The other activity that we wanted to experience while in the area was a tour of a coffee finca. (Coffee Farm) The lush green hills surrounding Coban are filled with coffee plants as the altitude and climate are ideal for growing the crop. Upon arriving in Coban, we headed straight for Finca Santa Margarita which sits in the middle of the town for a tour. Unfortunately, they informed us that they don’t give tours in the rain and that we would have to return during a “dry” time. We decided to stay another day in the area in order to see if the rain would back off. After all, we didn’t want to return to Antigua having missed everything we came to see.
On Thursday morning, clouds still loomed over Coban, but the prognosis for the day looked better. We walked over to the finca and they told us to come back at 2pm for a tour. With a few hours to kill, we headed out to a local shopping mall to walk around before catching a taxi to the hospital to check into our Hepatitis B shots. Shawn Reece has all of his Hep B shots, but Jasmine and I still needed the final shot in the three part series.
At the hospital, we were referred to a clinic about four blocks away where they were giving the shot. This clinic doubled as a family planning center and is funded by US foreign aid. The Hepatitis B shot ended up costing us about $8 per person. In comparison, in the U.S. we spent around $65 per dose for our first two shots. With this little piece of business taken care of, it was 2pm and we made our way back to the finca for our long awaited tour.
After waiting in the lobby of Finca Santa Margarita for a couple of minutes, we were greeted by our guide Carmen. She is a small Guatemalan lady who spent many years living in the U.S. and thus speaks excellent English. Before starting, Carmen asked us to wear traditional field hats so that we would fit in. The tour through the finca took around thirty minutes, where we saw every stage of the growing and cultivating process. It started in the fields with the coffee plants, (which start green and turn red when ripe) went through a building where the beans are peeled and dried and finally into an area where they are roasted and packaged. The aroma in the roasting area was almost overwhelming. The tour was informative and we learned a lot about the farming of coffee. Before leaving, we were served some of the newly roasted coffee and bought a few bags to bring home to our families. We even let Shawn Reece have his own cup, his first ever taste of coffee!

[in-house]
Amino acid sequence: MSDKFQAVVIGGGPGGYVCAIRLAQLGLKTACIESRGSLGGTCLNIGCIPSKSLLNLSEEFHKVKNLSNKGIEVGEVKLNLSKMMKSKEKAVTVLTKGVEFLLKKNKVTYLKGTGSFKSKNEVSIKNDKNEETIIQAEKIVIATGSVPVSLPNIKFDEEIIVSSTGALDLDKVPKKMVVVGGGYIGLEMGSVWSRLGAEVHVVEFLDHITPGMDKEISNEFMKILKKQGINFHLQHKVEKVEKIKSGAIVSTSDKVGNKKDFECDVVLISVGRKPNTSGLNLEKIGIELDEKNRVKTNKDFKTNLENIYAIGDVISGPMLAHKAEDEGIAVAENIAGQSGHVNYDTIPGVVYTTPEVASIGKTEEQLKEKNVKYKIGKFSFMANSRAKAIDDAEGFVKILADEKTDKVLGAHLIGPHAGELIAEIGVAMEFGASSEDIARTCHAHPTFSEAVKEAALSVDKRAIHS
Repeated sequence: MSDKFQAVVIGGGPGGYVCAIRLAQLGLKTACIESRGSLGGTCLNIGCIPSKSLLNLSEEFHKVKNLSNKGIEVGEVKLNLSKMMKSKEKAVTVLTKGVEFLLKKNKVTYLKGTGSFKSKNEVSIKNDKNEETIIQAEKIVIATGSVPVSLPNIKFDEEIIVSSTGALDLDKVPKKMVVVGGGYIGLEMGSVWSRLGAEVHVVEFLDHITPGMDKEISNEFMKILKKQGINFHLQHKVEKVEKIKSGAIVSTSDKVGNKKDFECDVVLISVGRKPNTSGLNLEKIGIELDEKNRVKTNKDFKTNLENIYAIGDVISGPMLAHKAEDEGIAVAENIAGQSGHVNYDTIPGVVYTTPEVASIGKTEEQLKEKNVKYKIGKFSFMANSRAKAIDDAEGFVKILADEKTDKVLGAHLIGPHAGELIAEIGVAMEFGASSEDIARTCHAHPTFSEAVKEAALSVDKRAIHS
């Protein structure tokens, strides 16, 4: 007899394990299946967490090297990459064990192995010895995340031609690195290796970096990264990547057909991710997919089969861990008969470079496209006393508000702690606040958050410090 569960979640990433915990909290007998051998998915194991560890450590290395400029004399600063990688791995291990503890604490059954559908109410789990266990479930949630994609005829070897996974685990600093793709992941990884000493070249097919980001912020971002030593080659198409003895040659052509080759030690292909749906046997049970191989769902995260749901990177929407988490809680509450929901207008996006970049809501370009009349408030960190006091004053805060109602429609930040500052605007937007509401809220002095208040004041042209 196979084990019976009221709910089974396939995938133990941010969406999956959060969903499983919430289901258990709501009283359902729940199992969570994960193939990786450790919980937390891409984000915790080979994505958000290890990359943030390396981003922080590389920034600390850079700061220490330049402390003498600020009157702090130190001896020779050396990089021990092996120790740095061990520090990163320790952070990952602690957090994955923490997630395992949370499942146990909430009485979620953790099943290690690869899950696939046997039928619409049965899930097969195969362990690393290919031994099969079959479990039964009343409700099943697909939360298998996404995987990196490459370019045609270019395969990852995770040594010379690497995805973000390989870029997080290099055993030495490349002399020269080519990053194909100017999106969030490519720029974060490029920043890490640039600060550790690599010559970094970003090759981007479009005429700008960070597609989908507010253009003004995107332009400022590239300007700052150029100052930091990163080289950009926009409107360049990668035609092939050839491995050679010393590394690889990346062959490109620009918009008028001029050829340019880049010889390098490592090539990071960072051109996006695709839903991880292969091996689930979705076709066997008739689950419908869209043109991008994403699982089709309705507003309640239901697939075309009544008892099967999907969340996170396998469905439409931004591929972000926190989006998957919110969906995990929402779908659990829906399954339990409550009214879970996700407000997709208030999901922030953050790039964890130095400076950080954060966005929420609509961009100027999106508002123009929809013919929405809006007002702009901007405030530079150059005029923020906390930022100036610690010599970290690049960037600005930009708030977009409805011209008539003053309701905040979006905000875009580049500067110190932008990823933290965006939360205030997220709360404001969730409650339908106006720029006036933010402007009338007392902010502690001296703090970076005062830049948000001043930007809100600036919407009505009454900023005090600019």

With the taste of freshly roasted coffee still in our mouths, we headed across town to our final activity of the day, a visit to a church which is especially holy to the indigenous population in Coban. The church sits at the top of a hill, similar to the one we visited in San Cristobal de Las Casas. As we ascended the stairs, all along the way were smoke blackened shelfs where candles are burned during ceremonies. Finally, we reached the top, toured the church and took in the nice view of Coban. The hills, meadows and river surrounding the town are truly beautiful.
After a few minutes at the top we headed back down the hill towards our hotel.
At this point, we were torn between going back to Antigua on Friday morning or staying and trying to get back out to Semuc Chapney. We went over to the shuttle operator and found out that there were seats available for the next morning to Antigua and we let them know that we would make our decision then. When the morning came, we decided at first to go to Semuc Chapney, but Jasmine was getting the sniffles and Shawn Reece was following suit, so after a few minutes we changed our minds and decided to head back to Antigua. I was really sad that we weren’t able to go to “The Eight Wonder of the World”, but we have seen so much beauty here that I really can’t complain. As I told Jasmine, now we have a reason to go back to Guatemala!
The shuttle from Coban to Antigua was another long affair and we arrived back in Guatemala’s former capital on Friday evening with only three days before our flight back to the United States. On the agenda for our final few days was a trip back to the market at Chichicastenango to do some gift shopping and a climb up the Volcan Pacaya which we opted not to do when we arrived, instead leaving it as the exclamation point on our three months in the area! Our next post will be the last from Guatemala and Central America!
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The Coomer Family